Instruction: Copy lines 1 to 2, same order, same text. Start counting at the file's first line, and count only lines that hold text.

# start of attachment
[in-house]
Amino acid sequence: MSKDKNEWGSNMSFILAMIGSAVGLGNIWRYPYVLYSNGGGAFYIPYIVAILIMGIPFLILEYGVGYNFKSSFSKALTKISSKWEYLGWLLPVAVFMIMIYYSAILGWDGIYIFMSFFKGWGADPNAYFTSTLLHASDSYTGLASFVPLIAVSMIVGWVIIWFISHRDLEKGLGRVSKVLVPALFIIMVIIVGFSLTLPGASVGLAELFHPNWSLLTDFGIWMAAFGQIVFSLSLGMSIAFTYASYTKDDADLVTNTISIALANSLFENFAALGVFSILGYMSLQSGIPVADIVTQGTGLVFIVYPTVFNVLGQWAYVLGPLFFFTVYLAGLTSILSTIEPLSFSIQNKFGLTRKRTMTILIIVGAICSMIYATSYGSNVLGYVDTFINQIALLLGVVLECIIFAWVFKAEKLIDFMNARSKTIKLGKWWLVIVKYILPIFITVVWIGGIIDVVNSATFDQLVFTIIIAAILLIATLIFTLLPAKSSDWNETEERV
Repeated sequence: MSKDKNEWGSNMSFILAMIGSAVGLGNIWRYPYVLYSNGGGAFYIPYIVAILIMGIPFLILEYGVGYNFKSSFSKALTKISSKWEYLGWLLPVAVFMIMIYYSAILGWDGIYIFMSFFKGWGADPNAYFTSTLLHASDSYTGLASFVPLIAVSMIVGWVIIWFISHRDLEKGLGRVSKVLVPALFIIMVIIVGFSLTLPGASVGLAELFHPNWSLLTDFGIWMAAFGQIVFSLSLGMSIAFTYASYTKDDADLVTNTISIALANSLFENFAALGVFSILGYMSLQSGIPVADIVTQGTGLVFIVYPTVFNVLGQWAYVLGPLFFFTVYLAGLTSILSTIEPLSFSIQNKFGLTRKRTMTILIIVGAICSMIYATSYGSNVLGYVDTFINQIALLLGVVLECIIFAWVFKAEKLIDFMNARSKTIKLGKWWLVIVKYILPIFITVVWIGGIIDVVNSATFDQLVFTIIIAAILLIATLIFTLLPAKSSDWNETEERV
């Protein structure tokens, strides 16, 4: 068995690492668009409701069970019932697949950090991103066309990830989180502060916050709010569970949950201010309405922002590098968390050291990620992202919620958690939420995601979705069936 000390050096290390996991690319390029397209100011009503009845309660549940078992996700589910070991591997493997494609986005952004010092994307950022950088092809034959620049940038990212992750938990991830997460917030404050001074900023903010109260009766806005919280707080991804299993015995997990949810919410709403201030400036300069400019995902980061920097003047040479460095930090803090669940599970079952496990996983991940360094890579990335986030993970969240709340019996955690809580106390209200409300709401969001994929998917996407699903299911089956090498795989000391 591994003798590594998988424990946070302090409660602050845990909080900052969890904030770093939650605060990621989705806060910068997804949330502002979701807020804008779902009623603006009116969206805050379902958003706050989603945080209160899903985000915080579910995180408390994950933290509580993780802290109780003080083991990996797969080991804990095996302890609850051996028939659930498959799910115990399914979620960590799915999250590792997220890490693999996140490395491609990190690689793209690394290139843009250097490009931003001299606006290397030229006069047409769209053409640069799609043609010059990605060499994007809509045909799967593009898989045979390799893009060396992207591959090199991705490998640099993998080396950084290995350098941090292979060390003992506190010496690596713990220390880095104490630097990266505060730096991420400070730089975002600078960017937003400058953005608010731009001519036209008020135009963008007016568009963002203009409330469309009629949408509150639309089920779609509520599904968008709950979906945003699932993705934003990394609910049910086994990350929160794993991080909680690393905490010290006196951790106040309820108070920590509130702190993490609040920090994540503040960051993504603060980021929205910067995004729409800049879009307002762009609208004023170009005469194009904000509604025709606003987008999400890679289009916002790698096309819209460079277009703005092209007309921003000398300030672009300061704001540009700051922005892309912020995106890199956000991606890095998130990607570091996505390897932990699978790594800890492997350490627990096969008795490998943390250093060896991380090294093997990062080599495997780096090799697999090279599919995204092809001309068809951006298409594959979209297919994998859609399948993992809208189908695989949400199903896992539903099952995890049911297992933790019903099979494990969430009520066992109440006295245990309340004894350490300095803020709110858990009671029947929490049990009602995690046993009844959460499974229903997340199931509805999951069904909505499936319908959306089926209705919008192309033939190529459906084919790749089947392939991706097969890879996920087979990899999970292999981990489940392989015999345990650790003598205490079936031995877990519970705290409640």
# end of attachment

[in-house]
Amino acid sequence: MSKDKNEWGSNMSFILAMIGSAVGLGNIWRYPYVLYSNGGGAFYIPYIVAILIMGIPFLILEYGVGYNFKSSFSKALTKISSKWEYLGWLLPVAVFMIMIYYSAILGWDGIYIFMSFFKGWGADPNAYFTSTLLHASDSYTGLASFVPLIAVSMIVGWVIIWFISHRDLEKGLGRVSKVLVPALFIIMVIIVGFSLTLPGASVGLAELFHPNWSLLTDFGIWMAAFGQIVFSLSLGMSIAFTYASYTKDDADLVTNTISIALANSLFENFAALGVFSILGYMSLQSGIPVADIVTQGTGLVFIVYPTVFNVLGQWAYVLGPLFFFTVYLAGLTSILSTIEPLSFSIQNKFGLTRKRTMTILIIVGAICSMIYATSYGSNVLGYVDTFINQIALLLGVVLECIIFAWVFKAEKLIDFMNARSKTIKLGKWWLVIVKYILPIFITVVWIGGIIDVVNSATFDQLVFTIIIAAILLIATLIFTLLPAKSSDWNETEERV